Thursday, June 19, 2008

Is the County's Emergency Management Notification System Effective?

After attending Tuesday’s briefing from the Department of Homeland Security and following the ensuing press coverage about the recent WSSC water main break, I have serious concerns about the effectiveness of the County’s Emergency Notification System. I am especially troubled that information was not posted on the county’s website in a timely manner and that an electronic alert was not sent out. I believe that one of the most important responsibilities of local government is to ensure that our residents receive accurate, clear and timely information, especially during emergencies. It is essential that the public has confidence in our emergency management procedures.

That’s why I have requested that the newly reconstituted Office of Emergency Management and Homeland Security brief the Council’s Public Safety Committee. It should be asked to explain its approach to keeping the community informed during emergencies, to describe its procedures for doing so, and to clarify whose responsibility it is to see that the correct information is sent out. It should also detail what outreach it will do before a crisis occurs so that residents know where and how to obtain critical information.

How do you get information about emergencies? Do you use Alert Montgomery? What questions do you think should be addressed in the Public Safety Committee briefing?

2 comments:

Thomas Hardman said...

Ms Floreen,

As you may recall, I run e-mail lists for the Bel-Pre Hewitt "C-SAFE" group, a descendant of the HotSpots and Mid-County Neighborhood Initiative programs. I also was the website host and administrator for the Aspen Hill Civic Association, Inc.

When the Beltway Snipers cut loose in Aspen Hill, I used the mailing-list software meant to distribute AHCA newsletters to our members, to notify of an emergency. Interestingly enough, I was castigated somewhat for having sent out such a message without permission from our board of directors, which couldn't be got at such short notice nor in a timely manner. Perhaps I saved some lives; in any case nearly 300 people were notified by e-mail that there were killers rampaging around the neighborhood and they should take steps and tune to the radio.

Comparably, in the recent water supply emergency, I sent mail to a mailing list I operate which serves managers of large residential properties such as apartments/condos in the Aspen Hill area.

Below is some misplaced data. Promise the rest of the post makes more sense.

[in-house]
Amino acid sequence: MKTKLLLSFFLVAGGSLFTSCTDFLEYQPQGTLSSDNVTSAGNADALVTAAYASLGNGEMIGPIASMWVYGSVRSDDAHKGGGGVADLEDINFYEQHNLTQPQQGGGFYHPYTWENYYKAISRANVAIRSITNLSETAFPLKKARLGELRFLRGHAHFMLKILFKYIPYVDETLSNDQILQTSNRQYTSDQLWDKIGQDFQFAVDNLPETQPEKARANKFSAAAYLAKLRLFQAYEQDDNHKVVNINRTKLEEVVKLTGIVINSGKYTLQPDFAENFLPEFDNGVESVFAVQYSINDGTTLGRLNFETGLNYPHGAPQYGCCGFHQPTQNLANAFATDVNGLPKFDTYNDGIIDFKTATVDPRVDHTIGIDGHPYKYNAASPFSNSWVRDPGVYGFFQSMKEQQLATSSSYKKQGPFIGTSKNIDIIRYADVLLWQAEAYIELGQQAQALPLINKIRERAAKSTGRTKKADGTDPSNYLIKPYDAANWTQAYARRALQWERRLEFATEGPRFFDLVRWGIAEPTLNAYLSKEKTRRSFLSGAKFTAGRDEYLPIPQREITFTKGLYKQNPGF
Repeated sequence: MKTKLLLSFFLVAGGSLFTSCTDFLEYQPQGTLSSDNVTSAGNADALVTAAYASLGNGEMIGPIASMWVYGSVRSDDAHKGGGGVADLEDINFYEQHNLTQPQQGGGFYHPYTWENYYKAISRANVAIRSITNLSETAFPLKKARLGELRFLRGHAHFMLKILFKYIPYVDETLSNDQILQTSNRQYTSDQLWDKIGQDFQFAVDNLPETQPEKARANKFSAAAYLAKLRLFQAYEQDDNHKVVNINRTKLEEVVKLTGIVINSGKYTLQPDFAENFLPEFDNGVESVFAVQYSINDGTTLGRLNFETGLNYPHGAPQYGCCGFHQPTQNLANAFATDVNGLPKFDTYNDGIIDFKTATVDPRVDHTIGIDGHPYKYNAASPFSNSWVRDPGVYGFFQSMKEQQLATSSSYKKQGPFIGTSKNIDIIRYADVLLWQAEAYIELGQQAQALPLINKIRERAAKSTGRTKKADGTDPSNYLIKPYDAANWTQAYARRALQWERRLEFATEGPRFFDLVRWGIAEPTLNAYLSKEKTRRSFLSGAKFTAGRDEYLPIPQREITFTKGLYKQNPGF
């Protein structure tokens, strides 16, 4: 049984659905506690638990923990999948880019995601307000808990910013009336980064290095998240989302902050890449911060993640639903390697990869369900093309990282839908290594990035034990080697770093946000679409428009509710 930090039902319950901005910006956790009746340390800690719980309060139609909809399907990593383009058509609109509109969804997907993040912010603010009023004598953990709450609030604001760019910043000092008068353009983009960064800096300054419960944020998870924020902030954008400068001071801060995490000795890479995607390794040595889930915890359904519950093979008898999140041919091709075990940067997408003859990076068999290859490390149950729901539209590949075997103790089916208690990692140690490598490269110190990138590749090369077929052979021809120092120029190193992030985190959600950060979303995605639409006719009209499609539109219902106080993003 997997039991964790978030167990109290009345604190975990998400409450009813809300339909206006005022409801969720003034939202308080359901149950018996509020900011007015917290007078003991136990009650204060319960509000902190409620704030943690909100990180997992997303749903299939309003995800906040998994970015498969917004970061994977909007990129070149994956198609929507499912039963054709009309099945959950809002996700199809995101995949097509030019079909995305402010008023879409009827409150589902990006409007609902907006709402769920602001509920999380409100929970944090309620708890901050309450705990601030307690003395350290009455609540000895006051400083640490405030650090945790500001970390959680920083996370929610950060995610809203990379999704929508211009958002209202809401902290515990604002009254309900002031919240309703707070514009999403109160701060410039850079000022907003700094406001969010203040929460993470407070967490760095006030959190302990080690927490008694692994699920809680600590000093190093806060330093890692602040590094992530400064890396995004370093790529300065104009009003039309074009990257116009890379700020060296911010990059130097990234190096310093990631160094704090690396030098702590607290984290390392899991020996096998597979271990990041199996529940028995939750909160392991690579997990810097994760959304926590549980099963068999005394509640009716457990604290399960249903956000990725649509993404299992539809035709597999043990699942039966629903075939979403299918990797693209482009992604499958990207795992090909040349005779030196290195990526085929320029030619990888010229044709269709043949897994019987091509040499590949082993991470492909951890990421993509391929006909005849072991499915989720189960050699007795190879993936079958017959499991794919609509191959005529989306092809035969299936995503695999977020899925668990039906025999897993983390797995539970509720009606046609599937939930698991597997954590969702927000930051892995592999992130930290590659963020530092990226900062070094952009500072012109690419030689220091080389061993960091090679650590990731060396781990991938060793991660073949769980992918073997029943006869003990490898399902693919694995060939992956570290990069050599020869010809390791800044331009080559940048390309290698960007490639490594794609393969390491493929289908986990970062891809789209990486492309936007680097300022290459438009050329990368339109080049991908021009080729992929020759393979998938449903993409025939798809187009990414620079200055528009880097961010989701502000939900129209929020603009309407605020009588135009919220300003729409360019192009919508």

In neither case, in my humble opinion, did the County act in a timely way.

A variety of solutions exist on the market, such as the use of "Asterisk" software to dial both VoIP and dial-up network numbers and deliver voice messages. This is already one of the premiere software packages for delivering "phone spam" or "robo calls". Asterisk is free software running on most UNIX-like operating systems. A special card is required but they are not prohibitively expensive.

There is also 'qpage' or "Q Page", which has long been used in the computer network monitoring community. It can take text input generated by automatic systems, and send that text out to alphanumeric pagers. In the modern day of AOL Instant Messenger ("IM") or texting, no doubt comparable software packages are available.

Between variants on Asterisk, QPage, automated generation of IM or text messages as well as mailing lists, you should be able to reach everyone who has signed up to such a service by supplying you with their user address. For those who are likely to have telephones but no other technical communications, Asterisk and "robo call" should provide effective notification.

Another approach I took to notifying people of the water main break was to stand at a fairly busy intersection with a white-board sign reading "Boil Water Alert! Tune to WMAL". Perhaps it might be useful to add to any robo-call alerts and advisory: "check to make sure your neighbors know about this".

Feel free to get in touch with me or visit my blog to leave a message or comment. I hope these remarks here have been useful.

Anonymous said...

Ms. Floreen:

The County's response to the water crises was negligent and put the health of the County's residents at risk. It is that simple.

The County Council is more concerned with performing arts centers, transfat, and carbon foot prints than protecting the County's residents.

I am new to the County and can assure you that the incompetence of this county's leadership (including the Council) is hard to comprehend.

I just hope that someday the voters of this county realize this and vote for new leadership.